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Value, politics and democracy in the United States

Graeber, David (2011) Value, politics and democracy in the United States. Current Sociology, 59 (5). pp. 186-199. ISSN 0011-3921

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Identification Number: 10.1177/0011392110391151


This article examines the role of values in the political discourse of the last decade in the US. It embarks from what many observers had described as a puzzle: the fact that significant parts of the American working class voted against their economic interests but in line with what they perceived to be their values. As a result, a president had been re-elected who cut taxes for the rich while waging an expensive war in Iraq and increasing public debt to historically unprecedented levels. It is argued that large sectors of the white American working class were disappointed with liberal politicians because they associated them with a cultural elite that occupied positions in society that allowed them to pursue careers of intrinsic value in the arts, science, or politics but which were largely closed to the working class. It is thus suggested that the ‘culture wars’ in the US are better interpreted as a struggle over access to the means to behave altruistically. The article rejects the widespread assumption that individuals are narrowly conceived economic self-interest maximizers. Rather, it suggests that human fulfilment can be related to the satisfaction derived from working for the common good.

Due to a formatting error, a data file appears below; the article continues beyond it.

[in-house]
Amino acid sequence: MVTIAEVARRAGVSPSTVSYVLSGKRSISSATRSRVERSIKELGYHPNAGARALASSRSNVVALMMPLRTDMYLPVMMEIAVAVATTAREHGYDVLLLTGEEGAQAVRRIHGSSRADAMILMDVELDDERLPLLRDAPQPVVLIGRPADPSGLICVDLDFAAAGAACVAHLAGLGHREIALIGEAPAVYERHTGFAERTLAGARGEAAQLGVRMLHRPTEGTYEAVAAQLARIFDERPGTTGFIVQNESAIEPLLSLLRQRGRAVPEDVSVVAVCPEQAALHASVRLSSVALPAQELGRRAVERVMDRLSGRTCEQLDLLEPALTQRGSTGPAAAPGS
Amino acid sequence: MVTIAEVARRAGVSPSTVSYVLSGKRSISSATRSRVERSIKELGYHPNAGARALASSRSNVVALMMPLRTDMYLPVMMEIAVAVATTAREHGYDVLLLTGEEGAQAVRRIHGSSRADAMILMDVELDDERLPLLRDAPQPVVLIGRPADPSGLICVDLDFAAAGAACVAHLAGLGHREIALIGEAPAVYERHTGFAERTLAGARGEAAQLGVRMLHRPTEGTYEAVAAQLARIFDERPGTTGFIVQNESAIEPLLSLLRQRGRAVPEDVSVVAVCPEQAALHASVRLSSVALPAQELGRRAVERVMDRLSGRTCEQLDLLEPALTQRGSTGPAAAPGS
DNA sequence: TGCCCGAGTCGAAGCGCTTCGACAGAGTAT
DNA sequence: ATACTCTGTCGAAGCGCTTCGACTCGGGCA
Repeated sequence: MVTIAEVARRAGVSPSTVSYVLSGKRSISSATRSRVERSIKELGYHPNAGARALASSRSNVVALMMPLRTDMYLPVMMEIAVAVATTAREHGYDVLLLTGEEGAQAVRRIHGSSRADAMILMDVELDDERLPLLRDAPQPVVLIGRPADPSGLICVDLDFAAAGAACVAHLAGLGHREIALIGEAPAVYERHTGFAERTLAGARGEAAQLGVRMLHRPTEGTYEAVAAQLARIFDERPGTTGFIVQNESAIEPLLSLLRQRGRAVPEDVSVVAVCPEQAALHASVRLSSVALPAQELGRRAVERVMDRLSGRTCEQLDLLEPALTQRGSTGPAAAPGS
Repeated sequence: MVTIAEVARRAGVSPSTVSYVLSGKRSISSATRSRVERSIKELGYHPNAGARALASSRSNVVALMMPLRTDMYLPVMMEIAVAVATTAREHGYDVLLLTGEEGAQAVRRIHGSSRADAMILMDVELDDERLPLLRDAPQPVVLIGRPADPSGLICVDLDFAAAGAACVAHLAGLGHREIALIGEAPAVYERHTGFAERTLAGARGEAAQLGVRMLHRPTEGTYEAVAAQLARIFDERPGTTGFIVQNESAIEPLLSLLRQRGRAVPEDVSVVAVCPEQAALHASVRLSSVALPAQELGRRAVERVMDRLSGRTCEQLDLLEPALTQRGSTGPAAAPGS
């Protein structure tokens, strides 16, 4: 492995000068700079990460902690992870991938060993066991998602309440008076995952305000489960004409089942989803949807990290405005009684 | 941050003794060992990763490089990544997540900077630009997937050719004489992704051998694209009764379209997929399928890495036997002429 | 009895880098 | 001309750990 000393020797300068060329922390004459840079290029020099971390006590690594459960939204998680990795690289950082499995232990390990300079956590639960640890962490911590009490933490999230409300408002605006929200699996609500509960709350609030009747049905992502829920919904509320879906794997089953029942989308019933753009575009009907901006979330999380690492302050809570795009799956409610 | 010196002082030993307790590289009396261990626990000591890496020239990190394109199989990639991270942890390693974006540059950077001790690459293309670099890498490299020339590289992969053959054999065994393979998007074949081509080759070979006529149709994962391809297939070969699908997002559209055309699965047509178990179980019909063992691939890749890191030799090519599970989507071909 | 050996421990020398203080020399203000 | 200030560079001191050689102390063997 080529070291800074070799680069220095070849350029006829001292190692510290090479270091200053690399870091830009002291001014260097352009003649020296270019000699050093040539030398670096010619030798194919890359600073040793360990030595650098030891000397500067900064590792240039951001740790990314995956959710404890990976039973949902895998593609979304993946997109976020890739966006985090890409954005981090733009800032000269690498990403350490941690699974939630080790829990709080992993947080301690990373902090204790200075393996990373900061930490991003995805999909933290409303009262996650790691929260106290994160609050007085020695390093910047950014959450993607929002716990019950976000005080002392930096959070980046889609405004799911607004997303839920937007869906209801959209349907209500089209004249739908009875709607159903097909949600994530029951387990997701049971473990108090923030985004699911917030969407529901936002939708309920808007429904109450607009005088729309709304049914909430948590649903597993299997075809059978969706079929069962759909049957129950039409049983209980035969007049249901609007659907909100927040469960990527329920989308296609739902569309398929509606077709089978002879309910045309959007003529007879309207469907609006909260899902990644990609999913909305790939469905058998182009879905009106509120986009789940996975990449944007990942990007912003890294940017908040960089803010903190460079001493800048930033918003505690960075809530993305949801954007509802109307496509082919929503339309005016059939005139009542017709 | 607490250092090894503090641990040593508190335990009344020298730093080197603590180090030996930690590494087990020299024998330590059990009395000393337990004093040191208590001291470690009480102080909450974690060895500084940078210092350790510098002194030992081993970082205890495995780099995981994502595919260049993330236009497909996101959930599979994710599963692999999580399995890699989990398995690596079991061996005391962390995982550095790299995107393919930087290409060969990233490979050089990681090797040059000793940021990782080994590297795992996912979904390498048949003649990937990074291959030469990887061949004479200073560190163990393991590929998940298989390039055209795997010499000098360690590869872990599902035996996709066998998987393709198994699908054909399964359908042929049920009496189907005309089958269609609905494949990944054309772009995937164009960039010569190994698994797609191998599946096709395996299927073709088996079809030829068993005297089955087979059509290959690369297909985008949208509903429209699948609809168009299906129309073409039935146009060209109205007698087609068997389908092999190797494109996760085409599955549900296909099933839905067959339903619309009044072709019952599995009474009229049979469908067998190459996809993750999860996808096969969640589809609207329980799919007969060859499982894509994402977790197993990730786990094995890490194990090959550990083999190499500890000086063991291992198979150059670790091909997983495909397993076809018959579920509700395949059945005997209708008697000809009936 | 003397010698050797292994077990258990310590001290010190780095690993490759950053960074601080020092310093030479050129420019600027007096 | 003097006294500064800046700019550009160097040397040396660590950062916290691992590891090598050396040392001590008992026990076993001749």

Item Type: Article
Official URL:
Additional Information: © 2011 International Sociological Association
Divisions: Anthropology
Subjects: G Geography. Anthropology. Recreation > GN Anthropology
H Social Sciences > HN Social history and conditions. Social problems. Social reform
J Political Science > JK Political institutions (United States)
Date Deposited: 27 Sep 2013 15:53
Last Modified: 16 May 2024 01:21

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